France hit by travel woes amid pension reform strikes – DW – 01/31/2023


France was bracing for a second nationwide strike on Tuesday in a backlash against the government’s plans to push up the retirement age to 64.

More than 1 million people marched during the first round of protests on January 19 and workers’ unions were expecting a similar turnout for the latest action.

The actions come as lawmakers debate the bill at parliamentary committee level.

Disruptions and major transport blockages were expected, with only one in about three high-speed TGV trains ruining, and very few local and regional trains operational. The Paris metro was also expected to be severely disrupted.

National carrier Air France said it expected to cancel one in 10 short and medium-haul services, but that long-distance flights would not be affected. About half of all nursery and primary school teachers were to strike, the main teachers’ union Snuipp-FSU said.

What is the new plan?

Opinion polls show a majority of French people oppose the reform, but President Emmanuel Macron and his government appear intent on standing their ground. Macron says the reform is important to keep the pension system running.

The government’s plan envisages raising the retirement age gradually from 62 to 64 by 2030 and increasing the number of years needed to pay into the system to obtain a full pension from 42 to 43.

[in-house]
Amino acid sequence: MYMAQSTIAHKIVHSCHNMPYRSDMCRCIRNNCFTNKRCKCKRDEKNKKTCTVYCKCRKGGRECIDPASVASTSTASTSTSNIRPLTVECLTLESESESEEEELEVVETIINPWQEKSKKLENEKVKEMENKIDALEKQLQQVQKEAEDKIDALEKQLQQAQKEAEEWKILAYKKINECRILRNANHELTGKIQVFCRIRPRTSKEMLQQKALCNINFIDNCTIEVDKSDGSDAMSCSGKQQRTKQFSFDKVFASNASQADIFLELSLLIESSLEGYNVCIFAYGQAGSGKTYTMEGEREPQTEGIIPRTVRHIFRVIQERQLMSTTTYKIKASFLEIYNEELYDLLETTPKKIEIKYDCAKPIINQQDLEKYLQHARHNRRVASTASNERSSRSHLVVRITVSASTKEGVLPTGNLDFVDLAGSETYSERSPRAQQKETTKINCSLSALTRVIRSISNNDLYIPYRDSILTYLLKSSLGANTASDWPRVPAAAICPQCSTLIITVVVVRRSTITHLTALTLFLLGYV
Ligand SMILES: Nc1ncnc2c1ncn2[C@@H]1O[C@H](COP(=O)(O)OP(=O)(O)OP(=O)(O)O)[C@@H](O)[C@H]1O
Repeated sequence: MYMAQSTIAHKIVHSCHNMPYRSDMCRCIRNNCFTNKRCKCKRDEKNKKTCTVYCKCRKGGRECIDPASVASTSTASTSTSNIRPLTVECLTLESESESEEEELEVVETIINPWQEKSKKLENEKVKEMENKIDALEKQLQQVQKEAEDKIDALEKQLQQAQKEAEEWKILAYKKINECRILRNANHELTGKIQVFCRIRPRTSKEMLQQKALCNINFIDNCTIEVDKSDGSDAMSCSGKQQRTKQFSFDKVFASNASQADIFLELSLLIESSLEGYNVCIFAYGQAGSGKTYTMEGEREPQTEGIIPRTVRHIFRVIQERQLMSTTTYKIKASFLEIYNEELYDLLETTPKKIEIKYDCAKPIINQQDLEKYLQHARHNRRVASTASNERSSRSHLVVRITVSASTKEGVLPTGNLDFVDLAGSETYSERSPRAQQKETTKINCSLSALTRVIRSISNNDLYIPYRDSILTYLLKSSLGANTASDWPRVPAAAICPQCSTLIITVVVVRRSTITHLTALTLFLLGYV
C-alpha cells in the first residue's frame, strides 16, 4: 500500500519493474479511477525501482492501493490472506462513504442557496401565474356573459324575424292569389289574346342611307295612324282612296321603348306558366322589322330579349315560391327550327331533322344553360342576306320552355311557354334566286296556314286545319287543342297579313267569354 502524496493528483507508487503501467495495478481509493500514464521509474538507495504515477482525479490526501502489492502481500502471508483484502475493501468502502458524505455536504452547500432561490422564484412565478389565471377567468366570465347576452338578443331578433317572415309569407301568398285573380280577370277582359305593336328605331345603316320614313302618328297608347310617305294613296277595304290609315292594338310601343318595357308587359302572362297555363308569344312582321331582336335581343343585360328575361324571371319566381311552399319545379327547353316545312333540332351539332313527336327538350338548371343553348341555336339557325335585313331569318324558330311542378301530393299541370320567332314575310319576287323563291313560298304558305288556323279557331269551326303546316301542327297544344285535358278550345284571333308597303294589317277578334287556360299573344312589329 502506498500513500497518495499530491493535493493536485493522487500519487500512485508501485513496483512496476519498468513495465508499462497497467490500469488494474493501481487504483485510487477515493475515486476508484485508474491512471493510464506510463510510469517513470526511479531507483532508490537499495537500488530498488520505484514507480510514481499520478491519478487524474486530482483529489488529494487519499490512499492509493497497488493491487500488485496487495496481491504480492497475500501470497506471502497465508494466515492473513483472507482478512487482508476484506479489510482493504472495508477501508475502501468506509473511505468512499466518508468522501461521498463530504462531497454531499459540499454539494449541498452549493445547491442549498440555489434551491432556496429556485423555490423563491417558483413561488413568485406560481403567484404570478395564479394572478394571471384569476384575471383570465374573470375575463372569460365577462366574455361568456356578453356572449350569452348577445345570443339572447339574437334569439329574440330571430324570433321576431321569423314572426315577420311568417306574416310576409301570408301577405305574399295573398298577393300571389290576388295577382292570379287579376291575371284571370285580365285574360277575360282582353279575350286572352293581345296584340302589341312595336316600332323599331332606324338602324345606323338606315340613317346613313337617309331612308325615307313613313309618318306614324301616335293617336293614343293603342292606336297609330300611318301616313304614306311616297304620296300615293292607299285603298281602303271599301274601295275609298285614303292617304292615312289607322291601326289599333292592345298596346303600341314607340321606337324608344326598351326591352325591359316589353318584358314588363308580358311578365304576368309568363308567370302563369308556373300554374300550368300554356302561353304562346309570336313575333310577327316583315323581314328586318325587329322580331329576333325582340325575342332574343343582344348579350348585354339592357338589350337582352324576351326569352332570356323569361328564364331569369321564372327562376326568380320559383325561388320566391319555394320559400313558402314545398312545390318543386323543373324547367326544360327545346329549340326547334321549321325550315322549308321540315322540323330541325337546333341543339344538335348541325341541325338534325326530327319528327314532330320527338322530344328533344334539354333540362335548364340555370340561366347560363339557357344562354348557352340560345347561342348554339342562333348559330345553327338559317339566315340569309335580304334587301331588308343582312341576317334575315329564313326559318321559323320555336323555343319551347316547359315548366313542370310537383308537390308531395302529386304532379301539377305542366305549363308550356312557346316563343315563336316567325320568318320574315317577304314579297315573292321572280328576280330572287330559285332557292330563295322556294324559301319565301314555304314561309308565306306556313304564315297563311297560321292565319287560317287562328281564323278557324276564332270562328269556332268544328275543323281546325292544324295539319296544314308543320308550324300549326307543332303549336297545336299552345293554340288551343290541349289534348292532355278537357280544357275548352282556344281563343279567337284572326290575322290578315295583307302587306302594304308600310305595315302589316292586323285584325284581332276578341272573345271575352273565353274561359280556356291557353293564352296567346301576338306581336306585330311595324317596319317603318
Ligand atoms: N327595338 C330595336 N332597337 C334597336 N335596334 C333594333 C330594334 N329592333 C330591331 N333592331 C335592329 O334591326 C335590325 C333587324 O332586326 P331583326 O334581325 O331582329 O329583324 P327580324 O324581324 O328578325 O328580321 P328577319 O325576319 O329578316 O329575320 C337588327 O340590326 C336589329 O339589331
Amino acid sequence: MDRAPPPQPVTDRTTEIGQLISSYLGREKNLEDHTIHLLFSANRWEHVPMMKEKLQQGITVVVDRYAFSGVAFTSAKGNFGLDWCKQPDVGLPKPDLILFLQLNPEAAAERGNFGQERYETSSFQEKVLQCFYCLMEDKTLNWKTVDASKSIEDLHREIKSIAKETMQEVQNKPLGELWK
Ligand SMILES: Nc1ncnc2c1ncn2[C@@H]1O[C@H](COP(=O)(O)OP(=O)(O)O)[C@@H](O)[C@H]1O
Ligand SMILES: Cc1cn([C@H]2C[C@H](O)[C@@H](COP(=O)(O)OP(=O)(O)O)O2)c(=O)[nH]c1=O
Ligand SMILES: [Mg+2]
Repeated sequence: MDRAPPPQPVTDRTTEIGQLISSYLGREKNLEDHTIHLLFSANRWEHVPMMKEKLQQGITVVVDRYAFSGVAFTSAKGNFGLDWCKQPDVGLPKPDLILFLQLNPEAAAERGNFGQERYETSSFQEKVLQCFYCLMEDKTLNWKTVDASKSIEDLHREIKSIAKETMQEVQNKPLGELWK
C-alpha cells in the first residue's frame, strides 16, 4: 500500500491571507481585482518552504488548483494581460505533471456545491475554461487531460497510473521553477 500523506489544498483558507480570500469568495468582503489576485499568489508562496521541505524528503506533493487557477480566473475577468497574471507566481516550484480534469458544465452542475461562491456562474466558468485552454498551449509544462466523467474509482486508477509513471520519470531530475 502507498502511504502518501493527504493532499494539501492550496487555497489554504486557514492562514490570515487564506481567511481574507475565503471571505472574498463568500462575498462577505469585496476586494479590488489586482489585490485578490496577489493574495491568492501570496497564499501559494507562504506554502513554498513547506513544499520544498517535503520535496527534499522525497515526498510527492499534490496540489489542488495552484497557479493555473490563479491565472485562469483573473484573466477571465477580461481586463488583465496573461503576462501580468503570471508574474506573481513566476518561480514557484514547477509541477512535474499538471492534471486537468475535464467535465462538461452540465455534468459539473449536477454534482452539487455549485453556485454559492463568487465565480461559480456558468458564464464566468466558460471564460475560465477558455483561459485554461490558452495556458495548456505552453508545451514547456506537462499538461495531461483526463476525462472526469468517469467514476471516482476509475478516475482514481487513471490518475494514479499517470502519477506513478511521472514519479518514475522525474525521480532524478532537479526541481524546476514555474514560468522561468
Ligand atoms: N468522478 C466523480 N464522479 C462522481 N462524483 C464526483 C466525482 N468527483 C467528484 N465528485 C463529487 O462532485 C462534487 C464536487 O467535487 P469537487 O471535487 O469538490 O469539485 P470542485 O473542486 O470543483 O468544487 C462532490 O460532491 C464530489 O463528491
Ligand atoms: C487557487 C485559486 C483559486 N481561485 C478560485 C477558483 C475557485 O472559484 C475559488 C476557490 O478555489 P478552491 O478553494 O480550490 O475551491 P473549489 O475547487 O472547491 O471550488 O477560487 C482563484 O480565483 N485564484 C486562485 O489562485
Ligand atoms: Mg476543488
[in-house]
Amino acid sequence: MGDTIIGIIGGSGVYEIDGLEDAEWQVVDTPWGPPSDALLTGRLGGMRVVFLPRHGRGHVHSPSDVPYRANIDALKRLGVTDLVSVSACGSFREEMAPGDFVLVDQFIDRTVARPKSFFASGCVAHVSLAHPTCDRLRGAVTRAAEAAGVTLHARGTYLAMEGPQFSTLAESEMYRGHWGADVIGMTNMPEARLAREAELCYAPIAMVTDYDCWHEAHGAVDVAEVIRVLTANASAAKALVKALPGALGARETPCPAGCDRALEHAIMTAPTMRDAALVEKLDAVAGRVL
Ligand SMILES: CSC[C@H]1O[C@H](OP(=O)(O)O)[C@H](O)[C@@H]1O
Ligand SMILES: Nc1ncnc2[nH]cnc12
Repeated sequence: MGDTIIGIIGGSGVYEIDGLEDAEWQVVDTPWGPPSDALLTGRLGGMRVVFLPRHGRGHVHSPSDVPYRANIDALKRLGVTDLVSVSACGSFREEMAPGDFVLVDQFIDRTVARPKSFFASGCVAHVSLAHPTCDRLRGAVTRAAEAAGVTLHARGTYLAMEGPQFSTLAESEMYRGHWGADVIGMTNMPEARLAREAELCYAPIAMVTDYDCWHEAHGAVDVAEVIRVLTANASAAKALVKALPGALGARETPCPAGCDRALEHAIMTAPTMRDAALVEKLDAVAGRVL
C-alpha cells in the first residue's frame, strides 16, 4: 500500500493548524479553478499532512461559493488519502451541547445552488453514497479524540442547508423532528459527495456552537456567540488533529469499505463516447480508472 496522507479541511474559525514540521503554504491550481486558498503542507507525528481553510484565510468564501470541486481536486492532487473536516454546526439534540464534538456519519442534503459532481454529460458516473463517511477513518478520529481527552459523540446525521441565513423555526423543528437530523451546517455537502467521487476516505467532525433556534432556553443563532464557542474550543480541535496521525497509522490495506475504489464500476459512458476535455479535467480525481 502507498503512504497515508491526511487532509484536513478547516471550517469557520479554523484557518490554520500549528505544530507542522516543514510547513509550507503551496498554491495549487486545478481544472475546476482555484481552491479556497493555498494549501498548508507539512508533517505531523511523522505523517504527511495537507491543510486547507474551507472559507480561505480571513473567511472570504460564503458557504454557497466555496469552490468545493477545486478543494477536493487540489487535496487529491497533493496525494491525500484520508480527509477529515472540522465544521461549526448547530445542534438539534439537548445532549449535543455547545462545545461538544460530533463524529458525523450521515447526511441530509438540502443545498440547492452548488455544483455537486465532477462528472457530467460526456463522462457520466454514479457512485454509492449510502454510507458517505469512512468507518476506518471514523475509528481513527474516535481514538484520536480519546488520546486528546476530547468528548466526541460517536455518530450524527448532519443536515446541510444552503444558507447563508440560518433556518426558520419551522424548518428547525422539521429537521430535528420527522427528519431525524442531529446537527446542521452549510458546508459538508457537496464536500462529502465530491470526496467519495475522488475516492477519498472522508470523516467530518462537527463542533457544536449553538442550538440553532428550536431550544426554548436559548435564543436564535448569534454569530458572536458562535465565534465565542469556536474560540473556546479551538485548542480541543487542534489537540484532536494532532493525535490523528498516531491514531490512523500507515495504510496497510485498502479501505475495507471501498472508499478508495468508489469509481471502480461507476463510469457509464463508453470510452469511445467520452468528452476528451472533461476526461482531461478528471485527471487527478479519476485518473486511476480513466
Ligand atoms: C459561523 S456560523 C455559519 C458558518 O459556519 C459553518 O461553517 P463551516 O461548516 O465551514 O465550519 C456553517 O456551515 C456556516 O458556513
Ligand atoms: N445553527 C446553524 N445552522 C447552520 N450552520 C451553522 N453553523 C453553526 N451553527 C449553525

All people in retirement in France receive a state pension — currently around €1,400 ($1,500) per month on average —  funded by contributions from those still in the workforce. The new plan aims to provide a minimum pension of €1,200 per month.

The system is now in jeopardy owing to the aging population, with more and more retirees backed by fewer and fewer contributors.

Prime Minister Elisabeth Borne says the 64 threshold is “non-negotiable”, but the government is exploring ways to offset some of the impacts, in particular on women.

Labor ministry estimates said pushing back the retirement age by two years and extending
the pay-in period would yield an additional €17.7 billion ($19.18 billion) in annual pension contributions. This would allow the system to break even by 2027.

However, unions say there are other ways to break even, such as taxing the super-rich or asking employers or financially privileged pensioners to contribute more.

tg/rc (AFP, Reuters)


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